‘A match made in heaven’: these were the words of Salesforce CEO Marc Benioff following the completion of his company’s acquisition of the enterprise communication platform, Slack. The deal, announced on the 15th December 2020, is set to cost Salesforce approximately 27.7 billion USD. Relating to Slack, a company that is currently valued at around 20 billion USD, the short-term implications of this deal are that each share will be priced at 26.79 USD, with the deal set to close in the second quarter of 2022.
The main pressing question regarding this acquisition is why Salesforce, an industry-leading company whose revenue has grown 29% during the COVID-19 crisis to its current $17.1 billion, would want to acquire a communications company that has yet to return a gross profit since its founding in 2009.
The answer seems to stem from Slack’s valuation, which has arisen from its unique business model. Slack’s appeal stems from the fact that it provides a more efficient alternative to the seemingly timeless concept of business emails. It allows employees to create “channels”, akin to a group chat, that are used to funnel all the information concerning one project into one page. This has become hugely popular with businesses and as a learning resource, favouring unprecedented growth. Its pre-lockdown membership figures were around 10 million users, 100,000 of whom were paying customers. Unsurprisingly, due to the requirement of secure, remote communication platforms throughout the course of the pandemic, Slack’s membership numbers have surged to 12 million, 142,000 of which are paid.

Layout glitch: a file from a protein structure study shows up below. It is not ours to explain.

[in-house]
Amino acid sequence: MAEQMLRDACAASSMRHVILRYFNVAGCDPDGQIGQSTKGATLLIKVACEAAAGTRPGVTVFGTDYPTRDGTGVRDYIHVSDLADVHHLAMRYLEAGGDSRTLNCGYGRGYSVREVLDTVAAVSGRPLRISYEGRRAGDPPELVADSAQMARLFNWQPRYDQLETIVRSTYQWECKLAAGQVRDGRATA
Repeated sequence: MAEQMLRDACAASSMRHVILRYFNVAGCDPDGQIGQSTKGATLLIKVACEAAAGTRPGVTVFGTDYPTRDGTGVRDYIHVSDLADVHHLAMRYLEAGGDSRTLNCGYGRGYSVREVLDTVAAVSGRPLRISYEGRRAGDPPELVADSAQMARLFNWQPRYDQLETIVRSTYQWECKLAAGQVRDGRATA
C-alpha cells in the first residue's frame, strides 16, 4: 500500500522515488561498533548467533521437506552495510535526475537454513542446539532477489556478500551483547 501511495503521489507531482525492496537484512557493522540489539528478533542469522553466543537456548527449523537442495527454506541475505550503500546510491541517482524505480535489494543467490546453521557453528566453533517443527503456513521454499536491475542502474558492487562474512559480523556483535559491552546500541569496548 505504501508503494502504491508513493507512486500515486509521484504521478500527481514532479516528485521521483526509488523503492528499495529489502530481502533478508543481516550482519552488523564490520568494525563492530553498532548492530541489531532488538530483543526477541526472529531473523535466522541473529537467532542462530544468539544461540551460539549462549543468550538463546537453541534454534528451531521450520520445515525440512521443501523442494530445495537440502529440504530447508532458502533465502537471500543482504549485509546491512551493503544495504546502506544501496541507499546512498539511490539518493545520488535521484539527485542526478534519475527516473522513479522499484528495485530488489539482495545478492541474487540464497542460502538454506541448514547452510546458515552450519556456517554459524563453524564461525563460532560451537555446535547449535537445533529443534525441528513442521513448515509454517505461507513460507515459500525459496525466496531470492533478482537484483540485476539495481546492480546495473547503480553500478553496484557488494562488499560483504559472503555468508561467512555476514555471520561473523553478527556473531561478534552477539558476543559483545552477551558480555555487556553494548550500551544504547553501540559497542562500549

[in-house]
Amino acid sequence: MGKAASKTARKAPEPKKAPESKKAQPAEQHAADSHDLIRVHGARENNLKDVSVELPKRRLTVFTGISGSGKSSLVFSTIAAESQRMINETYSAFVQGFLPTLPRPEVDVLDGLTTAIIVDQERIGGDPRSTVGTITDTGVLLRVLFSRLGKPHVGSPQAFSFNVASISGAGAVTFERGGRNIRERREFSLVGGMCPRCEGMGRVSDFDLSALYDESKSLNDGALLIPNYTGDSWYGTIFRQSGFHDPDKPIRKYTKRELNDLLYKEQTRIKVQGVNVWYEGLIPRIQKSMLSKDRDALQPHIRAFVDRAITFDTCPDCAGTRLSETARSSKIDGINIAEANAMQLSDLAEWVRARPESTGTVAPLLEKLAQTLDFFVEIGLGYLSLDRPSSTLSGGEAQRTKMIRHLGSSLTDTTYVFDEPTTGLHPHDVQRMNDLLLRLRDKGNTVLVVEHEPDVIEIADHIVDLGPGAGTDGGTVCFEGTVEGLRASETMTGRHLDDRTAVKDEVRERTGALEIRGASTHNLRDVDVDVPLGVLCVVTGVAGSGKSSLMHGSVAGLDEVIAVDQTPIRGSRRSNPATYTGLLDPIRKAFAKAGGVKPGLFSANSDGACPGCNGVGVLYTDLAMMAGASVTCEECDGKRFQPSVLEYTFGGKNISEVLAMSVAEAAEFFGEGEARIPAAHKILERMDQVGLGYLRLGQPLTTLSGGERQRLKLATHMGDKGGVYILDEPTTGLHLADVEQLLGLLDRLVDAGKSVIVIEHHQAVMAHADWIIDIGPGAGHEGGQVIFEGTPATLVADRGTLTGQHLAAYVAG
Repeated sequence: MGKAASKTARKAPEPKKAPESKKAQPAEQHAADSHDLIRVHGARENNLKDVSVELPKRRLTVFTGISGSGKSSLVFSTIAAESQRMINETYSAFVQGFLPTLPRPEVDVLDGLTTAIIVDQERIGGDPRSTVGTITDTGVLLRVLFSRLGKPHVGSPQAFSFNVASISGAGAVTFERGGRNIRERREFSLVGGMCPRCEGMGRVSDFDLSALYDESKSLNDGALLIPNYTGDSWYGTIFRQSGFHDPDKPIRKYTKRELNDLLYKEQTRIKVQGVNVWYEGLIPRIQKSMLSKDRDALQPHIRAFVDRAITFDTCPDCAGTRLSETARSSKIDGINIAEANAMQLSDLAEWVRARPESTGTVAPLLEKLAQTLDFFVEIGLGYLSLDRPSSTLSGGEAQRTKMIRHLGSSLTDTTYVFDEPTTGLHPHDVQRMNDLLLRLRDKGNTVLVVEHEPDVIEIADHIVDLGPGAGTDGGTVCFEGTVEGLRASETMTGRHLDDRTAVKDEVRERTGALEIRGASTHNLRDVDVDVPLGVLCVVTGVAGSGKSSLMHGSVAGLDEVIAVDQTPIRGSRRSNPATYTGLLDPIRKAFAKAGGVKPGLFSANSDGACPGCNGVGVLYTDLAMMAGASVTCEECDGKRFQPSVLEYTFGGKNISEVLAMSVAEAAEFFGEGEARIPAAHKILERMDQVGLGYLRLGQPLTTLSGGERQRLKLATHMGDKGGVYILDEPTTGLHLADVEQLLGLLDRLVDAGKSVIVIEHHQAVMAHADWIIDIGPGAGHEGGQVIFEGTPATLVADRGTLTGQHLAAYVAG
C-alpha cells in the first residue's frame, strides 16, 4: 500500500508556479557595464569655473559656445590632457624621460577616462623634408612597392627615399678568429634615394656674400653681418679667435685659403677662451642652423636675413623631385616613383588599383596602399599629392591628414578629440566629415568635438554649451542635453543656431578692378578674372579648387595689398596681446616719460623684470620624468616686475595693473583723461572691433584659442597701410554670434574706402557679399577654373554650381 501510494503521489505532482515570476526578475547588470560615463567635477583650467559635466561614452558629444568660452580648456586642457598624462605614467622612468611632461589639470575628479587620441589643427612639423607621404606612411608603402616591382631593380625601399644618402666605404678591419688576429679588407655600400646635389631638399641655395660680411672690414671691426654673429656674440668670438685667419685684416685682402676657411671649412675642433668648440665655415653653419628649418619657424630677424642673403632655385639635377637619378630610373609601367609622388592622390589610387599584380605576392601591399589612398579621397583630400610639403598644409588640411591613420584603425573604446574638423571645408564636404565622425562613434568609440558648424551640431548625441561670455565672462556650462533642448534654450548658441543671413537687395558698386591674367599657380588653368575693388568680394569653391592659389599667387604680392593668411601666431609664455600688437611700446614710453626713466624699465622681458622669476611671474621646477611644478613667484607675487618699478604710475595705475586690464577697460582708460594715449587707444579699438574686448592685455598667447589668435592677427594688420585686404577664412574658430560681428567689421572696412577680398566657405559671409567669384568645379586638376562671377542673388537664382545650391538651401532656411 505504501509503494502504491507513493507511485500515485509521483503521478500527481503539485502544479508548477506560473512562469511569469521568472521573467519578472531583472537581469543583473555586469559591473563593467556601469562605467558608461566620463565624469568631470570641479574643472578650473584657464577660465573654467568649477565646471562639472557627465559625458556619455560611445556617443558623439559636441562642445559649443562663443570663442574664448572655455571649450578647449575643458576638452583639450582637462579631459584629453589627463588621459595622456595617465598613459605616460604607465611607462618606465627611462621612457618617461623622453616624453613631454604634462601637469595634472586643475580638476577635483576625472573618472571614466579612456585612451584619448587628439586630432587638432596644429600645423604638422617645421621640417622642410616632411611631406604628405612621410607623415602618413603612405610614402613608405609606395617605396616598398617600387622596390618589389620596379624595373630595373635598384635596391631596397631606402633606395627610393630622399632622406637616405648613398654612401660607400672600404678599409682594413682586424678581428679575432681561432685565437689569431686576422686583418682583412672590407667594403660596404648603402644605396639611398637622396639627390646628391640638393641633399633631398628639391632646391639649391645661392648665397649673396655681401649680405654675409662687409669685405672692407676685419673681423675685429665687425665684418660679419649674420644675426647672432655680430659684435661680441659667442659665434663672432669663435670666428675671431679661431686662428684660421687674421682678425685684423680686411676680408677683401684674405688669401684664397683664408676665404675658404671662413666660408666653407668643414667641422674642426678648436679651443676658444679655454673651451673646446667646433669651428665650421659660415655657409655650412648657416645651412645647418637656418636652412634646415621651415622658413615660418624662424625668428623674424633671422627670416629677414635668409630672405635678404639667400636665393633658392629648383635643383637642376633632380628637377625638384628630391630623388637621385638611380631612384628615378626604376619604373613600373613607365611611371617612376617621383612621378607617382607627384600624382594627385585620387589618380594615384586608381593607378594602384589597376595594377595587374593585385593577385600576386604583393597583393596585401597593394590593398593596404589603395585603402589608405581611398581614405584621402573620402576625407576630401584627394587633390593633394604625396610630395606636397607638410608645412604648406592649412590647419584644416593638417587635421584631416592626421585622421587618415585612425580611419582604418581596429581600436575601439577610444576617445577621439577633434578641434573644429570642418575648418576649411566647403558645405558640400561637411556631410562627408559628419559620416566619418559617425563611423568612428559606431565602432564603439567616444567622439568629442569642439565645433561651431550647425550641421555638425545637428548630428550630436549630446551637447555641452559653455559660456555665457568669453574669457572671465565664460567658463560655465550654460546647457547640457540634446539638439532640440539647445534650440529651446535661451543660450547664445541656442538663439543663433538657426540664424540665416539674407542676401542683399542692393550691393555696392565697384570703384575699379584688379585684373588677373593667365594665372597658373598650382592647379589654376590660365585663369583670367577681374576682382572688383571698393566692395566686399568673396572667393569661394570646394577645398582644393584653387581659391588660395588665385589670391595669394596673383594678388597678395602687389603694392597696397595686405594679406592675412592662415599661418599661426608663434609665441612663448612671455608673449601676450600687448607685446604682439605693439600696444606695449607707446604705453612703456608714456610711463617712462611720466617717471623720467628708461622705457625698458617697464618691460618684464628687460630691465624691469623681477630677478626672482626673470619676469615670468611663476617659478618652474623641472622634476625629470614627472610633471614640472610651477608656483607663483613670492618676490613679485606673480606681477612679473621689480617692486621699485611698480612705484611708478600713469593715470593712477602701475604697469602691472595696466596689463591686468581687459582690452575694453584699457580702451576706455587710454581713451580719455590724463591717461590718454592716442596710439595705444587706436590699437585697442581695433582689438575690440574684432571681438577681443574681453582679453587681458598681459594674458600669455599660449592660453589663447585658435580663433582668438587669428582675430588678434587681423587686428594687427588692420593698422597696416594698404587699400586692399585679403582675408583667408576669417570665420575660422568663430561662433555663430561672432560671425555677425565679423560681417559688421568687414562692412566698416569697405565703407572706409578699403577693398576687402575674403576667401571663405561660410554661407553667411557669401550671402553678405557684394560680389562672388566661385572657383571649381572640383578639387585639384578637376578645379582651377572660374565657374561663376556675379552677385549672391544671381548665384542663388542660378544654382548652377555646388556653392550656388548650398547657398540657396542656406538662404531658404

Another advantage of this acquisition by Salesforce is that it helps strengthen the Salesforce 360 platform which the company has been developing. With the platform’s aim being to create a hub for all sides of large corporations and customers to communicate with each other, having a sturdy communication platform is essential to its success.
As promising as this acquisition may seem, Slack’s success is heavily dependent on two issues being resolved. Firstly, Slack is in direct competition with Microsoft Teams and the general consensus is that it is fighting a losing battle. Teams has approximately ten times more members than Slack, and there are rumours circulating that it will join Microsoft’s Office 360 platform which further boost future growth prospects.
Secondly and arguably most importantly, Slack is yet to return a profit in its 12-year existence. Its net loss widened from $141 million to $571 million in 2019, but it narrowed from $479 million to $211 million in the first nine months of 2020. For the company to fully realise its potential and to not be a burden to Salesforce a quick turnaround in fortunes is crucial.
Slack’s history shows that although conceptually it is stable and home to a growing userbase, the deal is by no means a guaranteed success due to the competitive nature of the industry and Slack’s failure to return profits. That is not to say, however, that the acquisition is destined to fail. Following this acquisition, Slack could be employed in a way that could really enhance Salesforce and their new Salesforce 360 Platform. Moreover, the acquisition takes Slack out of direct competition with the goliath that is Microsoft and its Teams platform, which further removes restrictions on long-term growth.
By Paul Brown
Sector Head: Venkat Rajasingham